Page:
What All the President’s Men teaches us about the importance of a free student press

I vividly remember the first time I saw All the President’s Men, the 1976 classic film about Washington Post reporters Bob Woodward and Carl Bernstein and their relentless pursuit of the truth.  That truth, as we know, was the beginning of the end of Richard Nixon’s presidency, and led to the Pulitzer for Public Service for the Post.

Why didn’t I actually see the movie starring Dustin Hoffman and Robert Redford until its 10th anniversary?  At the time, I chalked it up to youthful preoccupation with rom-coms and movies like Ghostbusters that didn’t require too much brain power.

But the thing is, I thought I knew the story.  My dad was a journalist, and I was intimate with the sights, sounds and smells of a newsroom.  I lived through the Watergate hearings.  My parents watched seemingly every moment of them on our only television set in the house, along with every newscast related to it.  I was nine years old, and much to my dismay, there was a decided dearth of Star Trek re-runs in my living room in 1973 during those hearings.  I watched Richard Nixon’s resignation live in 1974.  I’d heard my parents speak in what seemed like reverent tones about Woodward, Bernstein, Bradlee and Jaworski.  So, nothing I’d heard about All the President’s Men sounded especially sexy to me.  It all seemed like I’d lived it, so…I was just a lot more inclined to pay money for The Empire Strikes Back or Raiders of the Lost Ark.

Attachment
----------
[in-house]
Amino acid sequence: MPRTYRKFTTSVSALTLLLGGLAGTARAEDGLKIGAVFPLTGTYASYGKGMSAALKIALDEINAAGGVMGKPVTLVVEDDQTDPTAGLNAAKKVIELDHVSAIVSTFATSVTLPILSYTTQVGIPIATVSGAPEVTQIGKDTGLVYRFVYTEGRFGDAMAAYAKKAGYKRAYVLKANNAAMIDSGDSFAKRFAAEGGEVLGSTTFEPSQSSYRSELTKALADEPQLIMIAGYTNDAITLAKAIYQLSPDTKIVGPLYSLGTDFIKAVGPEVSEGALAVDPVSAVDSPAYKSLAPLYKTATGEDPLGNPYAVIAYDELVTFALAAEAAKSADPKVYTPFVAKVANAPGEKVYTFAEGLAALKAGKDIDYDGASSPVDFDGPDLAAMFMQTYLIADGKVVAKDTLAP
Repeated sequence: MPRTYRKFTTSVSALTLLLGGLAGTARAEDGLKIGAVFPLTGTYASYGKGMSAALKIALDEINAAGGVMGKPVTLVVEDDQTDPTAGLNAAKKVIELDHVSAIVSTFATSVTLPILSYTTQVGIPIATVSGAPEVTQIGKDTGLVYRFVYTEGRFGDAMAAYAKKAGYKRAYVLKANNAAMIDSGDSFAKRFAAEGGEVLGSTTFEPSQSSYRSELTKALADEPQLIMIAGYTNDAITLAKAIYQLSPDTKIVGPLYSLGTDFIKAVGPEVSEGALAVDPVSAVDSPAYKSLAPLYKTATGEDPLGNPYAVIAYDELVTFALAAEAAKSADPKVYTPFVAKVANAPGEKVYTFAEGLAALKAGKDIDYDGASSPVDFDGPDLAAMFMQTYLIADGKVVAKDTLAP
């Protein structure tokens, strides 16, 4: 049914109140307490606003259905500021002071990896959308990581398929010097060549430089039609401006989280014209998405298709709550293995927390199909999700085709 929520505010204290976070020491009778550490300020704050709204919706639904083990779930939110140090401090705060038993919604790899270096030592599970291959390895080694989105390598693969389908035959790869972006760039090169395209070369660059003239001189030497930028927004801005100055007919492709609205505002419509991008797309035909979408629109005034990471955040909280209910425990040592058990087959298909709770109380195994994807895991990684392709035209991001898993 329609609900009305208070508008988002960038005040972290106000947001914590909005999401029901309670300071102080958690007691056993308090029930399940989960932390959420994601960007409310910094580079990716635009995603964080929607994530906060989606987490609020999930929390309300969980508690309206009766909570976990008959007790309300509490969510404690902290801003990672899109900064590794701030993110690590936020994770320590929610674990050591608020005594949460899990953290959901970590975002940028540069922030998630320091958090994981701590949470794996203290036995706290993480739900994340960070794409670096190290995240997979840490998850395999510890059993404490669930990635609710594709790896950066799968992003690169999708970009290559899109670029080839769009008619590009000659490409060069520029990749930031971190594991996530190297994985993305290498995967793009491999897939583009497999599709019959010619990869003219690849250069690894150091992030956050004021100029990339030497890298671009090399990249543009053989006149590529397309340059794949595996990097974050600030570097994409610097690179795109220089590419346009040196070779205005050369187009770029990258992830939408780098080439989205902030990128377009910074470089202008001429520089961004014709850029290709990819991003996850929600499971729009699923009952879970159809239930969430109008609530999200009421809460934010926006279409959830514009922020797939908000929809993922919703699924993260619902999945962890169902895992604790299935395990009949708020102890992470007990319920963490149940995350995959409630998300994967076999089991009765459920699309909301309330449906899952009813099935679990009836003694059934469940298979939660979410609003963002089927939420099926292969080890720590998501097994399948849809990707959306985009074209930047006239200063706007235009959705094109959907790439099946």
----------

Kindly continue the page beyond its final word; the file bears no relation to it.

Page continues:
But finally, in 1986, I gathered with some friends and went to an anniversary screening of the Oscar-winning drama.

I was riveted. The light sabers the heroes wielded looked like telephones and reporters’ notebooks.  The reporters’ hunt for the truth was as time consuming and frustrating as it was tense.  And the question of who controlled that truth seemed as important as Indiana Jones’s quest for the Ark of the Covenant.

Dustin Hoffman (left) and Robert Redford (right) played Carl Bernstein and Bob Woodward in the 1976 film “All the President’s Men,” which told the story of the Watergate scandal.